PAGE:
The book was a combination of things: it featured the adventures of a strong, intelligent young woman who--while still being a teenager and caught up in the drama of high school life and the superheroic soap opera--was nevertheless an engaging character. You felt for May and her struggle and wanted her to succeed. Indeed her adventures with her supporting cast out of costume was often just as engaging as her exploits as the wisecracking webslinger of tomorrow.
Secondly, the book was something that most superhero books sadly are not anymore, and that's accessible. Marvel comics is the relative new kid on the block when it comes to the Big Two, but that was still 1963. That's 47 years of continuity, more or less. People like to read a thrilling adventure story, but they also don't want to feel like they have to do homework in order to understand who the characters are and what's going on. With Spider-Girl, everything you got was self-contained to that title. It was in the future, an 'alternate reality' and as such was largely fireproofed against being dragged into the latest crossover du jour. The book was about Spider-Man's daughter, she fought bad guys, that was the basic gist. Simple, clear and direct. It was a comicbook for people who'd like to read superhero comics but were afraid they'd need to devote a good year or two to playing catch-up. A reader of Spider-Girl could walk into the title knowing nothing more than what they'd seen in the first Sam Raimi Spider-Man film and feel absolutely at ease. Anything that needed to be explained usually was within the story as it was occuring, so the adventures never lost momentum.
Another aspect to the book is that it's kid-friendly, something else that most books sadly aren't these days. Spider-Girl exulted in action and adventure in a style that's largely been put to the side in favor of decompression and grittier storylines. This isn't a condemnation; it's a business strategy that plays into the aging of the comics reading audience from childhood to teens to twenties to thirties and beyond. But there's just something to be said for a book that you can read as a grownup and enjoy, and then be able to pass to a younger reader without concern. Nobody gets ripped in half in Spider-Girl; it's about as violent as the Indiana Jones movies or the Spider-Man cartoons of old.
Volume One: Legacy, details May's return to webslinging after an absence. Events compel her to don the webs again despite her parents disapproval, but she was raised too well to let people get hurt when she has the ability to help. The book also shines in it's depiction of May's inexperience and her efforts to deal with it; she's got a lot of heart but ultimately she realizes if she keeps charging in without a plan or proper training she's going to get badly hurt. She seeks out her 'uncle' Phil Urich, a former costumed hero in his own right (just which one is a fun little ironic twist) to help train her in dealing with her powers and abilities. May honors her father's wishes and desire not to get hurt, but at the same time she operates from a differing philosophy. Peter Parker was a hero because someone died. May is a hero because her father lived. Her decisive action saved her father's life, and she's determined to make sure that if she can help she will. This makes her an amazingly appealing character. No 'my parents are dead' uberbrooding need apply.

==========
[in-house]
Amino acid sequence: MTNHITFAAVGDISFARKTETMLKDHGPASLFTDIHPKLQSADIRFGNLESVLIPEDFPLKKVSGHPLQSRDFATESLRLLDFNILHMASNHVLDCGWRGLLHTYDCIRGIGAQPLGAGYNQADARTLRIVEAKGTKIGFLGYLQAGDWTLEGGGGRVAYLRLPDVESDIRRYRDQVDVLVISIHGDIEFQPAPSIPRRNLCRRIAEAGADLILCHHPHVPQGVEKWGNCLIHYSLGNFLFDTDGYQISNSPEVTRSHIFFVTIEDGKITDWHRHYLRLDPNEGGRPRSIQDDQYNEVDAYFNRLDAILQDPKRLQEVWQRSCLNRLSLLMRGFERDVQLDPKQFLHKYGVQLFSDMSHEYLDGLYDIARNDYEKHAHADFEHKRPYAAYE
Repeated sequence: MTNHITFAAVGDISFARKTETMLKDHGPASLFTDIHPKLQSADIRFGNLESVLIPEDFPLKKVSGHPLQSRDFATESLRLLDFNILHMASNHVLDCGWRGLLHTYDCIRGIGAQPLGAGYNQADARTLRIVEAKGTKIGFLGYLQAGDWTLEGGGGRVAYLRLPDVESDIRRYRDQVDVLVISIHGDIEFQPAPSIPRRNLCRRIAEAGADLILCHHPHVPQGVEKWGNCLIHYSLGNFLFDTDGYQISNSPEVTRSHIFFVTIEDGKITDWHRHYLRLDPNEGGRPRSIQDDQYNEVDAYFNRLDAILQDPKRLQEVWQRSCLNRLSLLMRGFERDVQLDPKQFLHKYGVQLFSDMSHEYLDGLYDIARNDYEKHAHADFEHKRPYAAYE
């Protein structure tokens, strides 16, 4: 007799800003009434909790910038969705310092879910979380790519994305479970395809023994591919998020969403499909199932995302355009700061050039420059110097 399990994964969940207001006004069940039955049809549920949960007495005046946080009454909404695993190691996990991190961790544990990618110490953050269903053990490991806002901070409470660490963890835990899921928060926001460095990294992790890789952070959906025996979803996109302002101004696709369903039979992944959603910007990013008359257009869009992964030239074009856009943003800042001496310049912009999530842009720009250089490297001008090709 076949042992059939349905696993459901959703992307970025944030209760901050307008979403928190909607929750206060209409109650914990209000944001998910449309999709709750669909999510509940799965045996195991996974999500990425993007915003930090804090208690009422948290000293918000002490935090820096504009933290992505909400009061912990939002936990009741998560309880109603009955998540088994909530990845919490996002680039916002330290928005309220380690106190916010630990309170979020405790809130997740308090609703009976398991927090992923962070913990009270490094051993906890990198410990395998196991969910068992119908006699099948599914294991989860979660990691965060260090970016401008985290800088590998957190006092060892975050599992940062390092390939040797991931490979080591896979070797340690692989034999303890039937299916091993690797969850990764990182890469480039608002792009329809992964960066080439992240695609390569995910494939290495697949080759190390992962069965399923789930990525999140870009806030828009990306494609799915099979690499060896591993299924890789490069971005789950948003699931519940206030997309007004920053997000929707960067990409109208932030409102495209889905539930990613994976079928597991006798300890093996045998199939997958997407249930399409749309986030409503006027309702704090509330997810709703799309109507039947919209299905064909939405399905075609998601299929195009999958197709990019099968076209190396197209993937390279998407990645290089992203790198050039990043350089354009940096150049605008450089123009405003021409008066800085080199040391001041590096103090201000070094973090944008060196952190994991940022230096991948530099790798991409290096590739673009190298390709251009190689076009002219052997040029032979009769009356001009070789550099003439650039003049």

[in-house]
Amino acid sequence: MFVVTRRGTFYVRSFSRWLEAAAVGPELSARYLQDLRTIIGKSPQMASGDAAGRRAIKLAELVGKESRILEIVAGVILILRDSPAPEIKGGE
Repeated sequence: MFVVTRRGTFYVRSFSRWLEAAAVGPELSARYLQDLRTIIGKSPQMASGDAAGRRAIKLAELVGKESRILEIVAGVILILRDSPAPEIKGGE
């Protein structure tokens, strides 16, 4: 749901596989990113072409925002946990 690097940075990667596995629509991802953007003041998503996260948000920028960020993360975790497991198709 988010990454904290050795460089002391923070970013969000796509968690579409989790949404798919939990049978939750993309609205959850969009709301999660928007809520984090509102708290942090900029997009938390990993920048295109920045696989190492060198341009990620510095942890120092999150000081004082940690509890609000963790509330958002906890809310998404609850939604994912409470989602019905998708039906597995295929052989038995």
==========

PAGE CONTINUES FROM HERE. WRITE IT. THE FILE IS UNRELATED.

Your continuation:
Now it's not all roses (and really, would it be a talk with me if I didn't get a little grumbly?); DeFalco's writing style will definitely take some getting used to if you're more familiar with contemporary fare. The dialogue sometimes veers into expressions of BOLD DELCARATIONS and DRAMA in very much the same kind of style of the classic comics of yore. Much like the old-school superhero comics, Spider-Girl is a drama, and sometimes that drama does come to bite one in the butt. Of course, it's a mild quibble and merely the grit that forms the pearl in my opinion. Ron Frenz (with Pat Oliffe) does some amazing artwork that's a blend of classic Spidey art influences like Ditko and Romita while giving it a life all it's own. The book looks good, and it's design as a manga-style digest volume means it's great for conserving shelf space and durable enough to give to a kid to read.
Spider-Girl's initial title ran for 100 issues before it shut down. . .then it came back as The Amazing Spider-Girl for 30 more. The character is now a regular feature on Marvel's web site as part of their digital comics initiative, but I encourage anyone who enjoys superheroes, fun comics, and books they want to share with younger readers to seek out Spider-Girl (or any of the MC2 books) at their local comicbook shops. Why not make a family Comicbook Run of your very own?
I'm Stacy Dooks, a writer living in Calgary, Alberta I'm a fan of all things popular culture, literary, and all points in between, and have pretty much committed large chunks of both The Official Handbook of the Marvel Universe and DC's Who's Who to memory. Whether or not that's entirely a good or bad thing I leave to the discerning reader.
This blog is an experiment in creating a public forum for my discussions about comics, pop culture, and writing and what they mean to me. Thanks for stopping by!